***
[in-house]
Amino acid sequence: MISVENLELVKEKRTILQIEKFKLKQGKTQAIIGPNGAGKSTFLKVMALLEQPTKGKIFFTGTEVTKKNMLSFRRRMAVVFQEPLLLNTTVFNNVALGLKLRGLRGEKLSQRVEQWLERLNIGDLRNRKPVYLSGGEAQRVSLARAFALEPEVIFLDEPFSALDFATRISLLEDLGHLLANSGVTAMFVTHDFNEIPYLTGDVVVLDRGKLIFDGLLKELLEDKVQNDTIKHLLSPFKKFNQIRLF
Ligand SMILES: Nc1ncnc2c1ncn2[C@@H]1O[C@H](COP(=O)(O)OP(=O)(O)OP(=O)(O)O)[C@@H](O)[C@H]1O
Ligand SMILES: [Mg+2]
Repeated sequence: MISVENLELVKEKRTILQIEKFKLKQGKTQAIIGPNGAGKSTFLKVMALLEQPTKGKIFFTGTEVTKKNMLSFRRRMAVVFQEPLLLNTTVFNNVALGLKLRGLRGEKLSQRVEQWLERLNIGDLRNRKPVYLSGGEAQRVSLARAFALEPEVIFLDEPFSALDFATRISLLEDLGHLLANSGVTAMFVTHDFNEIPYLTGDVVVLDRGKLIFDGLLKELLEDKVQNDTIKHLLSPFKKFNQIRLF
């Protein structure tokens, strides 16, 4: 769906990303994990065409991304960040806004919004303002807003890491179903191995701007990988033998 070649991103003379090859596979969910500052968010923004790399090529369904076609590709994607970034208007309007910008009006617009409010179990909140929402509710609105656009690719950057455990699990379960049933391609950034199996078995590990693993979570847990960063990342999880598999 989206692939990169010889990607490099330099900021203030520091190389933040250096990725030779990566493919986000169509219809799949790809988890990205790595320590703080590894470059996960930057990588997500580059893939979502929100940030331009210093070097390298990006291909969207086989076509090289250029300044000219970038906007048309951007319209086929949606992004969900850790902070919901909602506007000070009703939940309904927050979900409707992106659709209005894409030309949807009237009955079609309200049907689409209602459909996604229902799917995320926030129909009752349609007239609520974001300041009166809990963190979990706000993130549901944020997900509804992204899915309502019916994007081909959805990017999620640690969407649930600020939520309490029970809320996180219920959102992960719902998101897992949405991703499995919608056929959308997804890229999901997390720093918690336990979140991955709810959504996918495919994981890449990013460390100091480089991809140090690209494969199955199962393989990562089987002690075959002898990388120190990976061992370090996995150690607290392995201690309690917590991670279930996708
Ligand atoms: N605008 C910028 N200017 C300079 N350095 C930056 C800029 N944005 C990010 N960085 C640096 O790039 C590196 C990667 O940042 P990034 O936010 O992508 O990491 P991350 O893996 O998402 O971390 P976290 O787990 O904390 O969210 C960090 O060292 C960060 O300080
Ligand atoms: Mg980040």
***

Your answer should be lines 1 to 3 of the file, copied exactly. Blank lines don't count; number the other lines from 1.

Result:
[in-house]
Amino acid sequence: MISVENLELVKEKRTILQIEKFKLKQGKTQAIIGPNGAGKSTFLKVMALLEQPTKGKIFFTGTEVTKKNMLSFRRRMAVVFQEPLLLNTTVFNNVALGLKLRGLRGEKLSQRVEQWLERLNIGDLRNRKPVYLSGGEAQRVSLARAFALEPEVIFLDEPFSALDFATRISLLEDLGHLLANSGVTAMFVTHDFNEIPYLTGDVVVLDRGKLIFDGLLKELLEDKVQNDTIKHLLSPFKKFNQIRLF
Ligand SMILES: Nc1ncnc2c1ncn2[C@@H]1O[C@H](COP(=O)(O)OP(=O)(O)OP(=O)(O)O)[C@@H](O)[C@H]1O